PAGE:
Music of the Baroque breathes new live into holiday program

By Dennis Polkow, Chicago Classical Review
December 17, 2011

Building on the template set in place by Music of the Baroque founder Thomas S. Wikman when he inaugurated these Christmas concerts some 35 years ago now, the “Holiday Brass and Choral Concerts” weave a tapestry of High Renaissance and early Baroque pieces alternatingly performed by brass and chorus, sometimes separately, sometimes together.

Although Music of the Baroque’s new chorus master William Jon Gray took the post last year and actually conducted his first set of MOB’s annual “Holiday and Choral Concerts” last season, those performances fell somewhat under the radar given the group also presented Bach’s monumental “Christmas Oratorio” last year as well.

Since Wikman personally coached the singers of what he always called his “choir of soloists,” the performance level was quite high during those years but had declined slightly since his departure. Music director Jane Glover even gave the series a boost by conducting her thus far only appearances at these annual concerts two years ago.

It was obvious from the opening performance of this year’s concerts Thursday night at Grace Lutheran Church in west suburban River Forest that Gray is taking these concerts very seriously, and not simply as routine holiday fare.

What added a whole new level of excitement to the concerts is the inclusion of some carefully chosen modern repertoire that fit in with the general format and style of these concerts, acting as palate cleansers between large blocks of early music.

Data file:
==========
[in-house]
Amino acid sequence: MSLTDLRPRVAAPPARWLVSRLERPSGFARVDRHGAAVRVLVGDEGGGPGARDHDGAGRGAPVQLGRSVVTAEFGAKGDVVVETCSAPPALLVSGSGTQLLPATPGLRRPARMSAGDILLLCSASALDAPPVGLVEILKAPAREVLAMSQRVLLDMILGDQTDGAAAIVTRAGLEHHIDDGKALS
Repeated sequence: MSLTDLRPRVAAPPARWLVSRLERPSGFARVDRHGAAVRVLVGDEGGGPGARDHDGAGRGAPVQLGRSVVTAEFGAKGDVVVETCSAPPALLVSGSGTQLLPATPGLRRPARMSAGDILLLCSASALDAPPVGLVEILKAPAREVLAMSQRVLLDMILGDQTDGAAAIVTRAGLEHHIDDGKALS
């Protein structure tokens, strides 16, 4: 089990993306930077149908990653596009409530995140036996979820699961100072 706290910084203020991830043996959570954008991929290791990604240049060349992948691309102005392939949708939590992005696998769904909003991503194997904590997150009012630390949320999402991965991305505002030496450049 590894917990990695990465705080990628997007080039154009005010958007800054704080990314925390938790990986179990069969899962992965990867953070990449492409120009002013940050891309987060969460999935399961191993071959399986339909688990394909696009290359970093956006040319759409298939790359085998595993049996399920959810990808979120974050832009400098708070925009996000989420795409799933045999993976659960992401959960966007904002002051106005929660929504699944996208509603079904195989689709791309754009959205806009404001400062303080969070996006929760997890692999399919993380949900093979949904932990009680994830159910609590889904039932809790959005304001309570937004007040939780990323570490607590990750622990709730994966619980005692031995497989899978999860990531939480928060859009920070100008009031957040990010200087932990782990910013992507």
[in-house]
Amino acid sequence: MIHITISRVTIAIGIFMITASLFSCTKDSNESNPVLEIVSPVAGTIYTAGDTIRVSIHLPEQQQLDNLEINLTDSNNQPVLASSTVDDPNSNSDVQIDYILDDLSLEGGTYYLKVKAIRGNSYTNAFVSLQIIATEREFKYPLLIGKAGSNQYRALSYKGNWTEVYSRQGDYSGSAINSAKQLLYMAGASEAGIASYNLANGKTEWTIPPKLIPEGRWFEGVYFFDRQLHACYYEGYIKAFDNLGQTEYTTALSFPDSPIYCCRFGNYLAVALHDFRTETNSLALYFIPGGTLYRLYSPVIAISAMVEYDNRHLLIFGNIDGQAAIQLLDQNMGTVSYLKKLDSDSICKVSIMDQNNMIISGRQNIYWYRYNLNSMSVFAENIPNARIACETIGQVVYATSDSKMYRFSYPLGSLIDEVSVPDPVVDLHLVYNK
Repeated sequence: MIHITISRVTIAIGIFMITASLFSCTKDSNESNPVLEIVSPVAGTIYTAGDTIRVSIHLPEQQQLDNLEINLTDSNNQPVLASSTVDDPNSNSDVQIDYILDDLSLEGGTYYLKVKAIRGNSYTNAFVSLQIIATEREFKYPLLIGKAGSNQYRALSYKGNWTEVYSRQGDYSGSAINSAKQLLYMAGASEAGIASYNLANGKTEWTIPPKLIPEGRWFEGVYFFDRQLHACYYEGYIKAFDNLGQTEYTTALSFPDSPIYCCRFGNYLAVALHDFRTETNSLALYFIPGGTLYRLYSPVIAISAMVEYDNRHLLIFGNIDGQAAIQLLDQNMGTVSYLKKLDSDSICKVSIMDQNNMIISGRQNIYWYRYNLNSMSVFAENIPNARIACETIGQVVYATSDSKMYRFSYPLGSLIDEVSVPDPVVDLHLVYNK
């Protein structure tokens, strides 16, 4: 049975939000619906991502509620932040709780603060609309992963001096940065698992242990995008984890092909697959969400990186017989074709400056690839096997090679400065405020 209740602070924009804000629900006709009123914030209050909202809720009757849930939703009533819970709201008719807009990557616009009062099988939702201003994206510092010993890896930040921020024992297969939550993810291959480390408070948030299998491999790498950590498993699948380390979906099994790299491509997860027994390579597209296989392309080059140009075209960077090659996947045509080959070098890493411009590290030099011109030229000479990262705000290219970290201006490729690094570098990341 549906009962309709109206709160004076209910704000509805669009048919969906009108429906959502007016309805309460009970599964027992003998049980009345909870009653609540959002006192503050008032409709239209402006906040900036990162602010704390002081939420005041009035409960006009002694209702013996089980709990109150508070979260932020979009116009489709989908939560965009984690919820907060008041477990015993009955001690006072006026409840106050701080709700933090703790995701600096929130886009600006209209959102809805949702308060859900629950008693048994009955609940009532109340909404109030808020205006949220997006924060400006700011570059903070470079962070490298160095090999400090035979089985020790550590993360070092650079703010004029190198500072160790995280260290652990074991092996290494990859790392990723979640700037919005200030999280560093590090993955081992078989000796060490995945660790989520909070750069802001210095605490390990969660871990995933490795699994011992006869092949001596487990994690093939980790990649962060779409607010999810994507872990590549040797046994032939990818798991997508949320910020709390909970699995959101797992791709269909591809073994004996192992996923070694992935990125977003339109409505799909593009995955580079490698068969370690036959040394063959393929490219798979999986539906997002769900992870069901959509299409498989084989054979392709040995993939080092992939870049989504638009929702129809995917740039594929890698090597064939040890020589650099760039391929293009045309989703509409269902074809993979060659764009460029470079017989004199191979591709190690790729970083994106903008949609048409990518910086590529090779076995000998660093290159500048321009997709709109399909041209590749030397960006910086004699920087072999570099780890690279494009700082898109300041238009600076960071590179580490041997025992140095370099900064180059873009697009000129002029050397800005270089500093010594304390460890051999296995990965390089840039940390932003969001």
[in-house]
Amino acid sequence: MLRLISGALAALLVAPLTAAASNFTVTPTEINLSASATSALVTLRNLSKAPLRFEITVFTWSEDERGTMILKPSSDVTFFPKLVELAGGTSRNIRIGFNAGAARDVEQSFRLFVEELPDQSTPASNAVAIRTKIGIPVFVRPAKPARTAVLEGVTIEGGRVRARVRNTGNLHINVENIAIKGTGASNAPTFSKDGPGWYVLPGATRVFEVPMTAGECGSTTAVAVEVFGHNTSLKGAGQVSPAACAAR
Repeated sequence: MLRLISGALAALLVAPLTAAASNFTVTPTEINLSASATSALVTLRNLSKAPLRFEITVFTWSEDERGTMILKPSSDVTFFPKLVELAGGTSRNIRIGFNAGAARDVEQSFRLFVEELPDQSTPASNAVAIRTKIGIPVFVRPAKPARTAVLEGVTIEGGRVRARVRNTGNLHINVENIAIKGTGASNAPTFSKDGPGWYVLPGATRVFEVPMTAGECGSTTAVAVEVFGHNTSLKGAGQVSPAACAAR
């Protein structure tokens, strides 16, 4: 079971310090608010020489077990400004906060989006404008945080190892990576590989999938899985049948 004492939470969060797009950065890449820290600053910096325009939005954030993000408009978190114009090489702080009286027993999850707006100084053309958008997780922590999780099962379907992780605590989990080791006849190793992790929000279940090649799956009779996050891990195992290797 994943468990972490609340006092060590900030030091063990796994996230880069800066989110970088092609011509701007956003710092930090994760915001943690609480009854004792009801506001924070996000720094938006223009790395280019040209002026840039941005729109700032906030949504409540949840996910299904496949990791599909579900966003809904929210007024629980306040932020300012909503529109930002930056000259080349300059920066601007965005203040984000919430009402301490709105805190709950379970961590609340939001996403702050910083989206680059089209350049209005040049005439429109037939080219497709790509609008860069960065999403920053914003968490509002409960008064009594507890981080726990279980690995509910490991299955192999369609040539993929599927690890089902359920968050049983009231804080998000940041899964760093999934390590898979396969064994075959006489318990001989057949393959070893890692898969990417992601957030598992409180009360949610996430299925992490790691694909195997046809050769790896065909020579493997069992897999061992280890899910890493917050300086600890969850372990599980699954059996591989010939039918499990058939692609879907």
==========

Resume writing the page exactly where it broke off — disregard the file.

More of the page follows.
Particularly effective was the Gloria from Daniel Pinkham’s Christmas Cantata that ended the first part of the program, a jubilant tour de force for all forces involved that achieved an almost breathless climax to the hour that preceded it that began with plainchant and moved through thematically from Advent themes of waiting, hope and staying vigilant to the Annunciation, magnificently represented by the original “Virga Jesse” flourit section of Bach’s Magnificat.

The performance of Heinrich Schütz’s tender Sei gegrüsset, Maria with its stunning blend of one voice into the other as unbroken vocal call and response representing the angel of the Annunciation and Mary’s acceptance of her redemptive role was a particular highlight, countertenor Joseph Schlesinger and soprano Kimberly McCord perfectly complementing one another.

Morten Lauridsen’s contemporary setting of magnum mysterium featured nicely sculpted phrases. Other contemporary highlights included Stephen Paulus’ Pilgrim’s Hymn, Herbert Howells’ A Spotless Rose and Elizabeth Poston’s Jesus Christ the Apple Tree all exquisitely rendered.

What was fascinating is that even old chestnuts that have been part of this program for years were breathed new life and vitality by more carefully focused singing and nuanced conducting.

As always, the brass interludes added an element of solemnity and jubilation, as did the exquisite continuo that was often provided by organist David Schrader and cellist Barbara Haffner.